APS-2-79 is a KSR-Dependent Antagonist of RAF-Mediated MEK Phosphorylation
Posted On 2021-04-15
Deregulation of the Ras-MAPK pathway is an early event in many different cancers and a key driver of resistance to targeted therapies. Kinase suppressor of Ras (KSR) is a MAPK scaffold. KSR exhibits allosteric regulation through dimerization with RAF. In this study, researchers developed a class of compounds that stabilize the inactive state of KSR. They identify APS-2-79 as a small-molecule mimic of KSR alleles that suppress oncogenic Ras mutations.
APS-2-79 modulates KSR-dependent MAPK signalling by antagonizing RAF heterodimerization as well as the conformational changes required for phosphorylation and activation of KSR-bound MEK. APS-2-79 increases the potency of several MEK inhibitors specifically within Ras-mutant cell lines by antagonizing the release of negative feedback signalling, demonstrating the potential of targeting KSR to improve the efficacy of current MAPK inhibitors. Moreover, APS-2-79 (5 μM) also suppresses KSR-stimulated MEK and ERK phosphorylation.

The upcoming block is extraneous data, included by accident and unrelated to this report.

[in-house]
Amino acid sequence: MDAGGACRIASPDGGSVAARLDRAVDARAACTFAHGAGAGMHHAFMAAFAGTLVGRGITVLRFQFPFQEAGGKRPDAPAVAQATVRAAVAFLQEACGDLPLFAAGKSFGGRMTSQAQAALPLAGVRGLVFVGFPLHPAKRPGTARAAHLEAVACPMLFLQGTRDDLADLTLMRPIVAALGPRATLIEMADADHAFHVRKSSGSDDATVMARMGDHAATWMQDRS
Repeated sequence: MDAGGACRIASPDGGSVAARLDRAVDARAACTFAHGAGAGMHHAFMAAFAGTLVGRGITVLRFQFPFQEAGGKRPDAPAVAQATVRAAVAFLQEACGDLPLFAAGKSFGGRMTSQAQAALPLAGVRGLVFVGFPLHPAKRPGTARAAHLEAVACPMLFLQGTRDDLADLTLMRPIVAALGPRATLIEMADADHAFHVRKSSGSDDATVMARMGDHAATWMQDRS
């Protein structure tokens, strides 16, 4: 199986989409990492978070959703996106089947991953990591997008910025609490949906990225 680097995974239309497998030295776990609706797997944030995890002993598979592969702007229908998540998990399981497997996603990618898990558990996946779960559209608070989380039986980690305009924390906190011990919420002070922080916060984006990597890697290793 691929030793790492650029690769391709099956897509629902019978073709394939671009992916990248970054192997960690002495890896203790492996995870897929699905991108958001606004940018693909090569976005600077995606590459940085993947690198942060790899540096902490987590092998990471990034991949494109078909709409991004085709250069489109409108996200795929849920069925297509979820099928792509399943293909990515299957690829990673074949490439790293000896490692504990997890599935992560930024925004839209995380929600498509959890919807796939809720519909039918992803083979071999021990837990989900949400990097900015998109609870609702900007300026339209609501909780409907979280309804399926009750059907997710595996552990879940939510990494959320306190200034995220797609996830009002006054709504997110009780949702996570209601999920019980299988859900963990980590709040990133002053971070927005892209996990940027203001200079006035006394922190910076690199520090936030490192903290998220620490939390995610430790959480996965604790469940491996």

Indeed, APS-2-79 lacks direct activity against the highly homologous active RAF family kinases, including recombinant BRAF and CRAF, or cellular BRAF(V600E). APS-2-79 functions as an antagonist of MEK phosphorylation by RAF through direct binding of the KSR active site. In addition, APS-2-79 binds directly to KSR2 within the KSR2-MEK1 complex. APS-2-79 (1 μM ) enhances the efficacy of the clinical MEK inhibitor Trametinib within cancer cell lines containing K-Ras mutations. APS-2-79 (1 μM ) hinders RAF-mediated MEK phosphorylation in a KSR-dependent manner. Furthermore, the small molecule APS-2-79 (5 μM) mimics KSR alleles that suppress oncogenic Ras mutations
All in all, KSR acts as a druggable regulator of oncogenic Ras, and further suggests co-targeting of enzymatic and scaffolding activities within Ras–MAPK signalling complexes as a therapeutic strategy for overcoming Ras-driven cancers.
Neil S Dhawan, et al. Small molecule stabilization of the KSR inactive state antagonizes oncogenic Ras signaling. Nature. 2016 Sep 1;537(7618):112-116.